George Washington University law professor Jonathan Turley is totally against Judge Juan Merchan’s appointment as the presiding judge on former President Donald Trump’s hush money trial in Manhattan.

Airing his reservations on the choice of judge during an appearance on “Fox & Friends” on Monday, Turley noted that Merchan is a supporter of President Joe Biden and has made a political contribution to his campaign in the past.

Questioning why Merchan is presiding over the case at all, Turley pointed out that he made a $15 donation to Biden’s 2020 election campaign in addition to a $10 donation he made to a group called “Stop Republicans” and another $10 donation to a movement called “Progressive Turnout Project.”

“A lot of people are confused by this because it’s very clear that they say you can’t make political contributions. Well, he did,” Turley said.

Arguing that the small size of the donations does not matter, Turley added, “And the fact that it is ‘de minimis’ or small, really, I think, misses the point. You make donations like that to show your support, that’s what that $15 did.”

“What’s also concerning for many is that Merchan was not randomly selected, he was hand-picked as the judge for this case, and many of us don’t understand it. You have a judge who is donor to the president, whose daughter is a major Democratic operative, you would think this would be an easy call, there are plenty of other judges,” he continued.

Trump himself has complained in the past that the judge’s daughter, Loren Merchan, works in a progressive political consulting firm that has worked for Biden’s campaign and other Democratic causes.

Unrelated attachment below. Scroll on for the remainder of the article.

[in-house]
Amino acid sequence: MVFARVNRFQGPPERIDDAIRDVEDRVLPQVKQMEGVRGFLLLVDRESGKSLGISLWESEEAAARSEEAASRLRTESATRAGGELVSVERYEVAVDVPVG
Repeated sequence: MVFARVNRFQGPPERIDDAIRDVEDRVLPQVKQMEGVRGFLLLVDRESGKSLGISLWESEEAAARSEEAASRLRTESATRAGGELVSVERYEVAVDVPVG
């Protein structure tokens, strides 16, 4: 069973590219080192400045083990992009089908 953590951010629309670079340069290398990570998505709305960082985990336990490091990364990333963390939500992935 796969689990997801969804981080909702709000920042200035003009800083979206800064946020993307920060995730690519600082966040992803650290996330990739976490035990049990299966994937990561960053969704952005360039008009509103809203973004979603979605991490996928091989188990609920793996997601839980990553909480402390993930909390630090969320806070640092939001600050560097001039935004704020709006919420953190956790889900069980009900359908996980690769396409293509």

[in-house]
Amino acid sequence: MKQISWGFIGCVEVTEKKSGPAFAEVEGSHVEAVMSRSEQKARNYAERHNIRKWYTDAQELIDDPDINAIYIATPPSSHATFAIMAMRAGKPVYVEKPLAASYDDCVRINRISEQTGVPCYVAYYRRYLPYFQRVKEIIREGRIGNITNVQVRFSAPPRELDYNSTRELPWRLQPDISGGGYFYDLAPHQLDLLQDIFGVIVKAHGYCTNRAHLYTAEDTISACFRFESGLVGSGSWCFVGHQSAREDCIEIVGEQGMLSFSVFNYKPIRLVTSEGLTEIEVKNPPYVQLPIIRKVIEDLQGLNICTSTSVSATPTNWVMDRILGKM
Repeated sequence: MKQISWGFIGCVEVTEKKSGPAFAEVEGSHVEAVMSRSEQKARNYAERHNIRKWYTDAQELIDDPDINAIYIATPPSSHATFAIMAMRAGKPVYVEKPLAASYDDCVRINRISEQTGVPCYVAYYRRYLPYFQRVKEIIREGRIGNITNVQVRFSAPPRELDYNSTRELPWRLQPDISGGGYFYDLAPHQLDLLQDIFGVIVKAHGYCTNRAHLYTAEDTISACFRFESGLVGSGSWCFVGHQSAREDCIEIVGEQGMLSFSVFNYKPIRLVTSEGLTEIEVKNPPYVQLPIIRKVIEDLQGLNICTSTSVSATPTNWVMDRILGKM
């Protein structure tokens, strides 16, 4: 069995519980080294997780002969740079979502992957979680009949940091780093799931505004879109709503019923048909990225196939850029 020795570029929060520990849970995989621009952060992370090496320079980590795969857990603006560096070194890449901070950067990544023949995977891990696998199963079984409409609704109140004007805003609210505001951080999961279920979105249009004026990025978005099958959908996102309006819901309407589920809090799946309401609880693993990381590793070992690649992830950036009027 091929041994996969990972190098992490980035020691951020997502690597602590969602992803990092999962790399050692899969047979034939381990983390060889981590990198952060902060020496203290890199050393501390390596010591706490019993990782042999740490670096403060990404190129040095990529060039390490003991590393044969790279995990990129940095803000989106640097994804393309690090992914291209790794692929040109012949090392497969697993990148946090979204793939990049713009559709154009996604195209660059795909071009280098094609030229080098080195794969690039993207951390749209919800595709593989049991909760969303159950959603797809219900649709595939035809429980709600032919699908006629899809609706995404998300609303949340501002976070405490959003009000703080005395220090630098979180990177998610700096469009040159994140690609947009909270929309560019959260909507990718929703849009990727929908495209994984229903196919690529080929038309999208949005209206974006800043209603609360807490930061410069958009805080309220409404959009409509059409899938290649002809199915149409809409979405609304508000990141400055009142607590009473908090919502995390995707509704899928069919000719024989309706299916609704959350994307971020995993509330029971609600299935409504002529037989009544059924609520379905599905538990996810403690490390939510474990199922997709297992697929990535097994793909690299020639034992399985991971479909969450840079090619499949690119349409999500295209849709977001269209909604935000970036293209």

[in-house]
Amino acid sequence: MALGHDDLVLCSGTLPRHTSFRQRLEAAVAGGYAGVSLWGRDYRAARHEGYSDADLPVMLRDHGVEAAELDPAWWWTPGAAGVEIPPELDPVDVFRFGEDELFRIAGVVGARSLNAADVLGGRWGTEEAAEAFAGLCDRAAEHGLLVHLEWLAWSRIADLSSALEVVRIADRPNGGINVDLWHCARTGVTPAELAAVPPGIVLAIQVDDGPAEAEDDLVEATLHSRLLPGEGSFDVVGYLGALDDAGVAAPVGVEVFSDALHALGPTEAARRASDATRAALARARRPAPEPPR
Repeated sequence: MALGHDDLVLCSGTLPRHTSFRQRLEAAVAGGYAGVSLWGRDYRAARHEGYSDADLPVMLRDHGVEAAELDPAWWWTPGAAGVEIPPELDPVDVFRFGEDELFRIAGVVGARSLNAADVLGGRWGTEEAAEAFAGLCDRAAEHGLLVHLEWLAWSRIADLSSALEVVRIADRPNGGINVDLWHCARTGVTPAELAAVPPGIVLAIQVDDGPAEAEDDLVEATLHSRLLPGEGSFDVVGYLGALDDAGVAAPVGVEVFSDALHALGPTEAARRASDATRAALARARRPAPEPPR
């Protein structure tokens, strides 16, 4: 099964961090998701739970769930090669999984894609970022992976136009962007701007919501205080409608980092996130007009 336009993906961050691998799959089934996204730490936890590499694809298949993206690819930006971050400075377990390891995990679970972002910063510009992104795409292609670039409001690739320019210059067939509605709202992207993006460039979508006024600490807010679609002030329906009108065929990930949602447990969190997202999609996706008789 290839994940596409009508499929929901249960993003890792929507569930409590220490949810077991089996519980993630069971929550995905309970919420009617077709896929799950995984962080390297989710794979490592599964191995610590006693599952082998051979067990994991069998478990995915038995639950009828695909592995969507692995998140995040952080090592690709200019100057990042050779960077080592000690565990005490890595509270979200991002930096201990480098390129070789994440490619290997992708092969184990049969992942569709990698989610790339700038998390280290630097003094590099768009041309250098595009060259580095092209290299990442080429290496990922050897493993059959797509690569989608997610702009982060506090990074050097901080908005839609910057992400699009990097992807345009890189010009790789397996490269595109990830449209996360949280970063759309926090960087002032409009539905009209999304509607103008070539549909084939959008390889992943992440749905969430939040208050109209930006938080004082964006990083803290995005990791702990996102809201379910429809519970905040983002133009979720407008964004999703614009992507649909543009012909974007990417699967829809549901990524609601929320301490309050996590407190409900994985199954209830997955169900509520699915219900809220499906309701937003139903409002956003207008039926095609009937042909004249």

Noting how the people involved in the case bring in a dark shadow, Turley stated, “He’s not going to be held accountable to the bar association, but this is one of the many aspects of this trial that are troubling to those who view this as the weaponization of the system.”

Turley went on to criticize Merchan’s handling of the case, particularly taking issue with the judge’s permission of arguments about election violations even though that has nothing to with the case in question.

“He’s allowed this jury to hear over and over again about election violations. Donald Trump did not commit an election violation. There’s no such violation in this case connected to his payments to [Michael] Cohen. My assumption is that the jury thinks that there were and that you’re allowing Cohen and [former National Enquirer publisher David] Pecker effectively to inform the jury on federal election law until you issue an instruction,” he said.